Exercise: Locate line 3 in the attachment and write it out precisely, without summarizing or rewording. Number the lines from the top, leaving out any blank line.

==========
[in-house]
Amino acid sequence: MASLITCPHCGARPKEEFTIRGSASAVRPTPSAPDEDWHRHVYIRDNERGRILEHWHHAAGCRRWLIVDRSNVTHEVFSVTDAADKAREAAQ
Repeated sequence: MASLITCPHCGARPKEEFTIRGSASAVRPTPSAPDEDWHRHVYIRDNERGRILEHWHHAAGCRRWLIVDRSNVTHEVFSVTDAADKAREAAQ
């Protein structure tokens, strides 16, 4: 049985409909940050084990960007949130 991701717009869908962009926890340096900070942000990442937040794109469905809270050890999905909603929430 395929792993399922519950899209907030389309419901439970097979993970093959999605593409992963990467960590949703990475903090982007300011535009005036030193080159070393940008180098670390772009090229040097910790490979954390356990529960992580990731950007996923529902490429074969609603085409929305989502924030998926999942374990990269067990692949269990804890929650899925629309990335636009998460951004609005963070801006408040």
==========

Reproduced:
Repeated sequence: MASLITCPHCGARPKEEFTIRGSASAVRPTPSAPDEDWHRHVYIRDNERGRILEHWHHAAGCRRWLIVDRSNVTHEVFSVTDAADKAREAAQ